So I suppose I always knew that you could melt down crayons and resolidify them, but I never really thought about it or did it before. Well, now with a small child I am faced with crayon bits all over the place. So when I saw the instructions for making chunky crayons in the Martha Stewart Good Thing for Kids my husband had brought home for work I decided to make some new crayons immediately. And, a word on this magazine. I think it might be a quarterly and it had many great ideas for crafts and projects in them. I really appreciated the fact that so many of them respected a child’s creativity and the process of making art. Weren’t the best art projects always the ones where someone dumped a bunch of supplies on a table and said “knock yourself out”? If I was still a children’s librarian I would totally be looking in here and my other new fave magazine-Family Fun–for ideas. One thing in the Martha Stewart mag that caught my eye was “cancelled stamp art”. First of all, who knew you could buy a bag of cancelled stamps??
On, to the crayons.
I gathered up broken crayons, picked off all the wrappers (much more tedious than I thought it would be!), then sorted the crayons into two bowls: blues, greens, purples, pinks and reds, yellows, oranges, browns.
I chopped up the crayons into pea sized pieces, then put them into mini heart shaped muffin tins. My instructions said to bake in the oven at 150 degrees for 15 minutes, but the lowest my oven goes is 170 degrees and I ended up turning it up to 220 anyway to get it melting. So cook it in the oven until all the wax melts and then take it out. Let it harden and pop them out of the tins and voila! Big crayon blocks with beautiful swirls and blobs of colors. Keeping the pieces pea sized meant that you could actually get a solid color to color with, which was nice, although it was fun to draw and experiment with turning the crayons as you wrote. They looked like beautiful little jewels or soaps and I think I will make a habit of doing this. Wouldn’t these little heart shaped multi-colored crayons make nice little birthday party goody bag favors?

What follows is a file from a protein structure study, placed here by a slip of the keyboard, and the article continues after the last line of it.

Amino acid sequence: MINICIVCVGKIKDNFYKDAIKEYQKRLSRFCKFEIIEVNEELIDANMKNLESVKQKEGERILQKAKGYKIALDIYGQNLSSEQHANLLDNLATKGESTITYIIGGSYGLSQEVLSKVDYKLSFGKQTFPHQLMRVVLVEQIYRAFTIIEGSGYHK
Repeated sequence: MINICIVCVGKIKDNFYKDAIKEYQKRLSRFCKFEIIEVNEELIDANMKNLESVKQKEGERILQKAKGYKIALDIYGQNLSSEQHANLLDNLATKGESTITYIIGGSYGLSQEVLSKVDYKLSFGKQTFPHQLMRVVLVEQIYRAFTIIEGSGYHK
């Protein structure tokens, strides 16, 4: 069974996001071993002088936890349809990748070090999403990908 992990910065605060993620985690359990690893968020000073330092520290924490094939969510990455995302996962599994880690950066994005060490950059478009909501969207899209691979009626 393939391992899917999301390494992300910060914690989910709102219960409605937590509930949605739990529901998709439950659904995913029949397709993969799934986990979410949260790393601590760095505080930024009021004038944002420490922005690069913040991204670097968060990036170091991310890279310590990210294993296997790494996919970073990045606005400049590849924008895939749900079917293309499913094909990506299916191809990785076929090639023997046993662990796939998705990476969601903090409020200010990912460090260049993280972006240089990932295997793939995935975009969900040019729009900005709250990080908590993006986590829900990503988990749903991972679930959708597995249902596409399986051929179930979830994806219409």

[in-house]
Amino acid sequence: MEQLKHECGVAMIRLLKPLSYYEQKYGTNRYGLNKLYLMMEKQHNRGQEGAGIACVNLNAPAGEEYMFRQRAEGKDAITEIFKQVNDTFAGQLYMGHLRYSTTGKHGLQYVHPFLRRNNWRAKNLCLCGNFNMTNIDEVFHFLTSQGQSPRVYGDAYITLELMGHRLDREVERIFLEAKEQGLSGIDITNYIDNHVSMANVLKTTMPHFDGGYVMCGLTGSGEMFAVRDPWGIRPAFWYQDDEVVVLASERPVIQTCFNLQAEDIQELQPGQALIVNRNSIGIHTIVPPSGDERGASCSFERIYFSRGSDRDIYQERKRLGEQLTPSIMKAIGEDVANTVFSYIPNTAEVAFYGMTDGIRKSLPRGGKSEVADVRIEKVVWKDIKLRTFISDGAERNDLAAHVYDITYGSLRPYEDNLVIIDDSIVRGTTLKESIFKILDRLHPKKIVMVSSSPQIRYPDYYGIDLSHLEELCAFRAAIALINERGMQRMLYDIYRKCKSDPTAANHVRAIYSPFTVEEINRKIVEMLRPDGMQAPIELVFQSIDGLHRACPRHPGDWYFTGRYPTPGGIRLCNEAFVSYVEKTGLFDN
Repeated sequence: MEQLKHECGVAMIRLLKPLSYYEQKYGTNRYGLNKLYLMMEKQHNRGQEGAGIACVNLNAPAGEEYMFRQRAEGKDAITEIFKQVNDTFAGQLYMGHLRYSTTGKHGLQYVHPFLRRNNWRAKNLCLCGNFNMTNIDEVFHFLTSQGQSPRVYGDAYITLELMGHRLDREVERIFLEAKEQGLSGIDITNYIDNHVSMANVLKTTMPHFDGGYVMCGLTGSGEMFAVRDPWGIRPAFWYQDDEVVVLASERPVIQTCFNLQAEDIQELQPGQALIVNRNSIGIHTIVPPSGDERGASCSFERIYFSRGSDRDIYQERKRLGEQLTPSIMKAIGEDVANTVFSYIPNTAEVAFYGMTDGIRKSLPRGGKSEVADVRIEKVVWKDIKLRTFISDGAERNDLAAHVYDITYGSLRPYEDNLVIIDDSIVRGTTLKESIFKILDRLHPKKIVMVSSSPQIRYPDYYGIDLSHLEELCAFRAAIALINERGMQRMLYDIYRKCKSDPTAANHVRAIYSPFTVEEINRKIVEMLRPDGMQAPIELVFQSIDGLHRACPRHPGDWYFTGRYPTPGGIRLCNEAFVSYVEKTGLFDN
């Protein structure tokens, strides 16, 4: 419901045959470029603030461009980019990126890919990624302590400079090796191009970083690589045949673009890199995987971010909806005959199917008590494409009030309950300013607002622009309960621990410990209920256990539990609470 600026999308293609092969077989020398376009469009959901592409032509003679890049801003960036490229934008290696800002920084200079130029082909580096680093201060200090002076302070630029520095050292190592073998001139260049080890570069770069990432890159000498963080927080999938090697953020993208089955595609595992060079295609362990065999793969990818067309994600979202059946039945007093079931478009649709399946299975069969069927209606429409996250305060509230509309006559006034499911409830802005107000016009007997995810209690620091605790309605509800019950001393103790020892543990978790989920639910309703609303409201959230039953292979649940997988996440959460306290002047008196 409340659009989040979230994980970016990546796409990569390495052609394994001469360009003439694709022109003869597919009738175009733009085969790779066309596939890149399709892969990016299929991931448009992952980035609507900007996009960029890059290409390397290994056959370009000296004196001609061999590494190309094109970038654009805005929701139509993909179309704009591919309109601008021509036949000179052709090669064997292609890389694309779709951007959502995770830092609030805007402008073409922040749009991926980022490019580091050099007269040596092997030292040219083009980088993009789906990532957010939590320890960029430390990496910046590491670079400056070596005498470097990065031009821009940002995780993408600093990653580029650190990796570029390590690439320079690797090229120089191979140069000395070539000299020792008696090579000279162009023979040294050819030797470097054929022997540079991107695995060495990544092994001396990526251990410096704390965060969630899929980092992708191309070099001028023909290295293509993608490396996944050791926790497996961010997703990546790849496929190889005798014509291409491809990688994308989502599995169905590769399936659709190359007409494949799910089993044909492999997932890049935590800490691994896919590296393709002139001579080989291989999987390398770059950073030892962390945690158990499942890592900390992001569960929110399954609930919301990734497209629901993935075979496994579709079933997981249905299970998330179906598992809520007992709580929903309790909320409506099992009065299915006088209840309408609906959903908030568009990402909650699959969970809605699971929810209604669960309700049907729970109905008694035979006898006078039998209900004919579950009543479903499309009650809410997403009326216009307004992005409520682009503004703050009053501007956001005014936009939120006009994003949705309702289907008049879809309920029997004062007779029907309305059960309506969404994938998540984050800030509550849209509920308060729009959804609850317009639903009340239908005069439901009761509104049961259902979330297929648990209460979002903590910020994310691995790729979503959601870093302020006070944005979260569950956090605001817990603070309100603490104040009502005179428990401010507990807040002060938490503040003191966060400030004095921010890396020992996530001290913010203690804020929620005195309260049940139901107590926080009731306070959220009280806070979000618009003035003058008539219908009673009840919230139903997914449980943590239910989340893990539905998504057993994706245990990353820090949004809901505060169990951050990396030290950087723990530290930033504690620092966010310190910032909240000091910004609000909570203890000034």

Now that I’ve lived with these crayons for a day, let me add this note: they are well suited for toddlers and not anyone older who cares about coloring in the lines because they are so chunky that it’s very hard to draw or color with any precision. Also, I included some junky crayons in my mix (i.e. not Crayola) and it’s a little frustrating to have bits that just don’t color very well. So I say, stick with your reliable Crayolas!